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By Ciara Brady on 22 Oct 2019

Wolfgang Bites: Watch - The Rise of No Click Search Results

Wolfgang Bites: Read- The Rise of No Click Search Results

In this weeks #WolfgangBites Brendan & Al talk about how no-click search results are changing the face of the Internet and what this means for advertisers.

Alan: So Brendan, you've noticed a really interesting trend in our 2019 Ecommerce KPI report.

Brendan: That's right yeah. So for the first time ever, we saw a decrease in organic traffic going through the travel sector. It was really marginal. It was 1% but it warranted further investigation. The more we dove deeper into it, the more we became convinced that this is the impact of the rise of no clicks searches.

Alan: No click searches. What does that mean?

Brendan: What does that mean?...What is that?... So, no click search results is effectively when Google answers the question directly on the SERP (Search Engine Results Pages).

Alan: Okay. This is an interesting strategic shift from Google. Google's mission has always been to get you, the searcher, to the most accurate, most relevant answer on a third party website. But this is telling us that they're taking more ownership of your journey, to question answers and it's all taking place on the Google search results page now.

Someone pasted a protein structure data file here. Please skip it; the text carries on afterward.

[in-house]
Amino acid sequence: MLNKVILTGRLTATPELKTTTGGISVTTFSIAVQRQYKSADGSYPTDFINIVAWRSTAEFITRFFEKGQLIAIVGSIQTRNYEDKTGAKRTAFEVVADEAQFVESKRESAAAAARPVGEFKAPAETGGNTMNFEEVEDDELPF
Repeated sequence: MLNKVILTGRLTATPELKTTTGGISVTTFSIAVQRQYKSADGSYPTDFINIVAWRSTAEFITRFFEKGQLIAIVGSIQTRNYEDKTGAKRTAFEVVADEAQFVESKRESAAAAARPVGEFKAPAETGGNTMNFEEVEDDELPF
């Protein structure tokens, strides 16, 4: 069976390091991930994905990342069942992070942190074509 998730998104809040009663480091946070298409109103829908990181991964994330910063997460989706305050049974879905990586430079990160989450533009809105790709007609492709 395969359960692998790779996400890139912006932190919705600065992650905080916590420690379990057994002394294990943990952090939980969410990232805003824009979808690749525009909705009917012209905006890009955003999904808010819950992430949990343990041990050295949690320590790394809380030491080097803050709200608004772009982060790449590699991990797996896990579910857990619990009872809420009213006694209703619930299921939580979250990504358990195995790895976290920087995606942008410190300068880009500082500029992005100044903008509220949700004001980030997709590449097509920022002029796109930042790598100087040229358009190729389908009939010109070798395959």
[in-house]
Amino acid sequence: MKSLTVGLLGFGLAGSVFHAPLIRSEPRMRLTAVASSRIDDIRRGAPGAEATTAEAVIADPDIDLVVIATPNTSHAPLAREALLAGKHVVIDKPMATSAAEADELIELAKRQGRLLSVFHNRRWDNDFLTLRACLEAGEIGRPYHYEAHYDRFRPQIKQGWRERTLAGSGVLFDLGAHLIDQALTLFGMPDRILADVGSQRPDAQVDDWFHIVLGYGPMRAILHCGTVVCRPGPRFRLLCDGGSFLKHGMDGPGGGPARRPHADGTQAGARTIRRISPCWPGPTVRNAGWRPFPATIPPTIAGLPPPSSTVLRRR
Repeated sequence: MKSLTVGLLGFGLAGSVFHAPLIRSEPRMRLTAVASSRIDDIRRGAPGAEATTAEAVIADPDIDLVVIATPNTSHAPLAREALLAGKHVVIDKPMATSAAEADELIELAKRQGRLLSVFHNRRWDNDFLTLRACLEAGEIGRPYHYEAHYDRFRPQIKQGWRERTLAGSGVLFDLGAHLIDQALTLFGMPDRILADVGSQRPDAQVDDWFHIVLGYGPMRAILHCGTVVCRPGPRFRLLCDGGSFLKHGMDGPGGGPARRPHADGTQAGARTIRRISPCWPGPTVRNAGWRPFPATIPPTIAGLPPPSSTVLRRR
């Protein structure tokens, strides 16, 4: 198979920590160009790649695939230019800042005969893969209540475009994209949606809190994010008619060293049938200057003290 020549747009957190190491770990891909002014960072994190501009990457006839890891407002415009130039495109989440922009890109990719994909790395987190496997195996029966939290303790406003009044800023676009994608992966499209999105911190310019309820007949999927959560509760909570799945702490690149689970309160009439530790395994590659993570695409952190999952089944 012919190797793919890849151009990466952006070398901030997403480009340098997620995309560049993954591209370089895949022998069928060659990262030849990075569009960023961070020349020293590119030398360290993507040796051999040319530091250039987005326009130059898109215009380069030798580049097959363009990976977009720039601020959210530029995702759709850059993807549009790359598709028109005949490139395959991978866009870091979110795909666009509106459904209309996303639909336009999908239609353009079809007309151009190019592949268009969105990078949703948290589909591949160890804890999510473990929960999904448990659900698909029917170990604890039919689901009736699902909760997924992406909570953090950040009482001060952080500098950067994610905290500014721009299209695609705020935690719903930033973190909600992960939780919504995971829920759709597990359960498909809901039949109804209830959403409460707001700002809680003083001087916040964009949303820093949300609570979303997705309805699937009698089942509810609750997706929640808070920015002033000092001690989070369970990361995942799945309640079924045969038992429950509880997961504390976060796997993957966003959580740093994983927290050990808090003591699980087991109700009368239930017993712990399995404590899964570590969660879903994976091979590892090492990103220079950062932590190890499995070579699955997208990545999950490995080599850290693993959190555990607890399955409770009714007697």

Brendan: Yes, exactly. So the net impact is that websites are going to get a little bit less organic traffic. There's some really obvious examples of this. If you do a search now on Google for the weather, Google will give you the weather for today and they'll also give you the next five days weather. You don't need to go to a third party website. Likewise, if you do a search for exchange rates between Sterling and Euro, you don't need to go to another website. Google will tell you what that is.

Alan: That's very interesting, but I'm going to have to stop you there. They're all very faffy searches with informational searches. That's not used for advertisers. Just tell me about some searches with commercial intent.

Brendan: That's harsh, but fair. Google have been very good at the informational searches. But over the last year, they've gotten a lot better at searches with commercial intent. A great example of this is Google Flights. You get very close to booking a flight without ever having to leave the search engine results page. More recently we've seen Google hotel price ads and again, you get very close to booking your hotel without ever having to leave Google. So you can see how if you're in the travel sector, you could begin to get a little bit less organic traffic.

So a really fair question to ask then I suppose is this good news or bad news for advertisers? It really comes down to, first of all, your ability to adopt these new ad formats and secondly, your ability to optimise them for conversion. We've been testing this. We've been testing hotel price ads for a number of our clients for a few months now. What we typically find is that conversion rates are two times greater from hotel price ads than the average website conversion rate.